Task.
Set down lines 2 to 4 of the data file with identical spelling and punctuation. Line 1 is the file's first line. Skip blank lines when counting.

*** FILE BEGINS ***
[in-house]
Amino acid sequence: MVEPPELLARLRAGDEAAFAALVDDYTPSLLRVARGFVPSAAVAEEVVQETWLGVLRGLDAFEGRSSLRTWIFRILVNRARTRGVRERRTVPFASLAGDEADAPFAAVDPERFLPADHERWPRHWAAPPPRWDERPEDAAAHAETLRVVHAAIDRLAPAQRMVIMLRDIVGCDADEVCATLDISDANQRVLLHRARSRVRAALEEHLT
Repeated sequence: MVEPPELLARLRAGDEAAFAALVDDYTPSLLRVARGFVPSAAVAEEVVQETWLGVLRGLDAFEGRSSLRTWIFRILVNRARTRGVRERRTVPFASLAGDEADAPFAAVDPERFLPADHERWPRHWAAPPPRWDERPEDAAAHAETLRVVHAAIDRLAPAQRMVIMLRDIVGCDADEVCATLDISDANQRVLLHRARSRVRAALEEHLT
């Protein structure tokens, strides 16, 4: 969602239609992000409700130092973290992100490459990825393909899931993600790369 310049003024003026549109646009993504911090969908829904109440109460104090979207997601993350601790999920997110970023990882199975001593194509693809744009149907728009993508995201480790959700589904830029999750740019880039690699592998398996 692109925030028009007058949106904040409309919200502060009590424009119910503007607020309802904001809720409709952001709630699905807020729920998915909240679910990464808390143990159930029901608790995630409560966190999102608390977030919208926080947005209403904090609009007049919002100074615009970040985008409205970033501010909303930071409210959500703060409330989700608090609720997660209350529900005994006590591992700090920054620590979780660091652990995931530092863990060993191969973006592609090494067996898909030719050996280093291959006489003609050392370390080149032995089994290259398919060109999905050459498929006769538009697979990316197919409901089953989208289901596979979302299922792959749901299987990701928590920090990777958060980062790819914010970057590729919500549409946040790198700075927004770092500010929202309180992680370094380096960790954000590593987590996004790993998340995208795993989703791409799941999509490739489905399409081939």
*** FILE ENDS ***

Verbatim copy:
Amino acid sequence: MVEPPELLARLRAGDEAAFAALVDDYTPSLLRVARGFVPSAAVAEEVVQETWLGVLRGLDAFEGRSSLRTWIFRILVNRARTRGVRERRTVPFASLAGDEADAPFAAVDPERFLPADHERWPRHWAAPPPRWDERPEDAAAHAETLRVVHAAIDRLAPAQRMVIMLRDIVGCDADEVCATLDISDANQRVLLHRARSRVRAALEEHLT
Repeated sequence: MVEPPELLARLRAGDEAAFAALVDDYTPSLLRVARGFVPSAAVAEEVVQETWLGVLRGLDAFEGRSSLRTWIFRILVNRARTRGVRERRTVPFASLAGDEADAPFAAVDPERFLPADHERWPRHWAAPPPRWDERPEDAAAHAETLRVVHAAIDRLAPAQRMVIMLRDIVGCDADEVCATLDISDANQRVLLHRARSRVRAALEEHLT
């Protein structure tokens, strides 16, 4: 969602239609992000409700130092973290992100490459990825393909899931993600790369 310049003024003026549109646009993504911090969908829904109440109460104090979207997601993350601790999920997110970023990882199975001593194509693809744009149907728009993508995201480790959700589904830029999750740019880039690699592998398996 692109925030028009007058949106904040409309919200502060009590424009119910503007607020309802904001809720409709952001709630699905807020729920998915909240679910990464808390143990159930029901608790995630409560966190999102608390977030919208926080947005209403904090609009007049919002100074615009970040985008409205970033501010909303930071409210959500703060409330989700608090609720997660209350529900005994006590591992700090920054620590979780660091652990995931530092863990060993191969973006592609090494067996898909030719050996280093291959006489003609050392370390080149032995089994290259398919060109999905050459498929006769538009697979990316197919409901089953989208289901596979979302299922792959749901299987990701928590920090990777958060980062790819914010970057590729919500549409946040790198700075927004770092500010929202309180992680370094380096960790954000590593987590996004790993998340995208795993989703791409799941999509490739489905399409081939």